Euvolemic patients with hyponatremia do not require any particular treatment to defend intravascular volume, and management should concentrate on preventing worsening hyponatremia. The syndrome of inappropriate antidiuretic hormone (ADH) secretion (SIADH) is hyponatremia and hypo-osmolality secondary to secretion of ADH despite normal or increased plasma volume. This results in impaired water excretion. It is important to understand that SIADH is a result of an excess of water rather than a deficiency of sodium. SIADH is usually caused by a medication, cancer, respiratory illness, or central nervous system illness.
3. Prevent worsening hyponatremia. After restoring adequate circulating volume, the goal is to prevent further exacerbation of the hyponatremia by strict fluid restriction and an IV saline lock. It is vital to communicate this to the patient’s family and health care team. Water can literally kill the patient!
4. Prevent rapid overcorrection: the rule of 100s. It is important to understand that the fluid itself that is given to the hyponatremic patient is not the cause of a rapid increase in the serum sodium but rather the free water diuresis that results shortly afterwards. Thus, monitoring the urine output is key in preventing overcorrection and possible complications. To prevent rapid overcorrection:
- Insert a urinary catheter and monitor ins and outs.
- If urine output >100 cc/hour, send a STAT urine osmolarity and sodium.
- If urine osmolarity <100, consider 1 mg desmopressin (DDAVP) IV.
- Continue following steps 2–4 as per urine output.
Correcting Hyponatremia: the Rule of 6s
“Six in six hours for severe symptoms, then stop. Six a day makes sense for safety.”
If you need to rapidly increase serum sodium due to a neurological emergency, do not correct more than 6 mmol. Do not exceed an increase of sodium of more than 6 mmol/day. While different sources will cite different ranges, targeting six is a conservative approach.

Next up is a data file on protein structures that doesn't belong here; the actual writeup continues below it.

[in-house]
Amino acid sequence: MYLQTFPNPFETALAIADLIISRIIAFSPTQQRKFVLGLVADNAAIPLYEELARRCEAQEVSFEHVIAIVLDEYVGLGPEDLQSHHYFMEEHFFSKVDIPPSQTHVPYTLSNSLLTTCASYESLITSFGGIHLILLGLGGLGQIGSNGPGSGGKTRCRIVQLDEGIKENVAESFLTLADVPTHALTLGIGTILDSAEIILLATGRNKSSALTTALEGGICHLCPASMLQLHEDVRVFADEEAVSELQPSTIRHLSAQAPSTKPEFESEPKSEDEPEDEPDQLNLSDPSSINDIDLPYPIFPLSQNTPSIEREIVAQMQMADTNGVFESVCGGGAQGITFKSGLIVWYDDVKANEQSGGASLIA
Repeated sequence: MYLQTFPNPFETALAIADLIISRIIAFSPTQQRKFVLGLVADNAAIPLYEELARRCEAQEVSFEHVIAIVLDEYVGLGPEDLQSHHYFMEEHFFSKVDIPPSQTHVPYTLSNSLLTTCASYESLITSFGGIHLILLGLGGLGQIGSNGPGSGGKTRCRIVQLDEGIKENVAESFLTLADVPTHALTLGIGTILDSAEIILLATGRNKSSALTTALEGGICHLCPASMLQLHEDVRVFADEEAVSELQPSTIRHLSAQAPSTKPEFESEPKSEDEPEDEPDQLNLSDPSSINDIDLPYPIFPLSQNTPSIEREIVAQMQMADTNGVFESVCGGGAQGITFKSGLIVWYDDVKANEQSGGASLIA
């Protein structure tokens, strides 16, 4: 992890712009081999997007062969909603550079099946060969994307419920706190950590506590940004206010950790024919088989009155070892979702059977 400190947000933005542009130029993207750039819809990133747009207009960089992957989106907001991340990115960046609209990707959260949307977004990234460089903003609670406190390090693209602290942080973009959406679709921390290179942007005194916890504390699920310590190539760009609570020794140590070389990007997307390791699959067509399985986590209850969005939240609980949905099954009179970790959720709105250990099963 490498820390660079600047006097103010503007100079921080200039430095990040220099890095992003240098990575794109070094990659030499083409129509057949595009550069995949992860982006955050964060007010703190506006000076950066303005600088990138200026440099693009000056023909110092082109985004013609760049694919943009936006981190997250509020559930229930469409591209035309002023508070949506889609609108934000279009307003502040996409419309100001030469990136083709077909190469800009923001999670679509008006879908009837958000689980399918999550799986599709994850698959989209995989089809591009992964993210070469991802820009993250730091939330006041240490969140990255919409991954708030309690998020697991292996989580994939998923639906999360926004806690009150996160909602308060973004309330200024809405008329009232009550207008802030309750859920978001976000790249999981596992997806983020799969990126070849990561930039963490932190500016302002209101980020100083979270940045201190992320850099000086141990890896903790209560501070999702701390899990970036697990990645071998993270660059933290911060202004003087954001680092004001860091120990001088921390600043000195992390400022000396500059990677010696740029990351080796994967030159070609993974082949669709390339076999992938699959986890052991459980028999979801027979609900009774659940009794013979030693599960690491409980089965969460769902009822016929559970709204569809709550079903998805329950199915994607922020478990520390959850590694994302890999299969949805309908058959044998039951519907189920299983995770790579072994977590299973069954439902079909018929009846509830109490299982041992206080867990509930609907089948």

Ascertain the Cause of Hyponatremia
- Assess the chief complaint: Search for conditions that can increase output or decrease intake such as vomiting and diarrhea, pain, or altered level of awareness.
- Review the medication list: Search for those that cause SIADH, especially thiazide diuretics and selective serotonin reuptake inhibitors. Patients who have been on chronic steroids may have adrenal insufficiency as a cause for their hyponatremia.
- Evaluate the past medical history: Look for a history of end organ failure (congestive heart failure, liver failure, or renal failure) or cancers (a common cause of SIADH).
- Evaluate the lab work: Assess the glucose (hyperglycemia), potassium (hyperkalemia may suggest adrenal insufficiency), and thyroid-stimulating hormone (hypothyroidism).
Next time a weak and dizzy older person presents to your emergency department with a serum sodium concentration in the boots, simply follow this algorithm (see Figure 1) so that your patient will make a smooth recovery and you won’t be asked by the admitting physician a week later, “Do you remember that hyponatremic patient you saw the other day?”
Thanks to Dr. Melanie Baimel and Dr. Edward Etchells for their contributions to the EM Cases podcast that inspired this article.
Dr. Helman is an emergency physician at North York General Hospital in Toronto. He is an assistant professor at the University of Toronto, Division of Emergency Medicine, and the education innovation lead at the Schwartz/Reisman Emergency Medicine Institute. He is the founder and host of Emergency Medicine Cases podcast and website.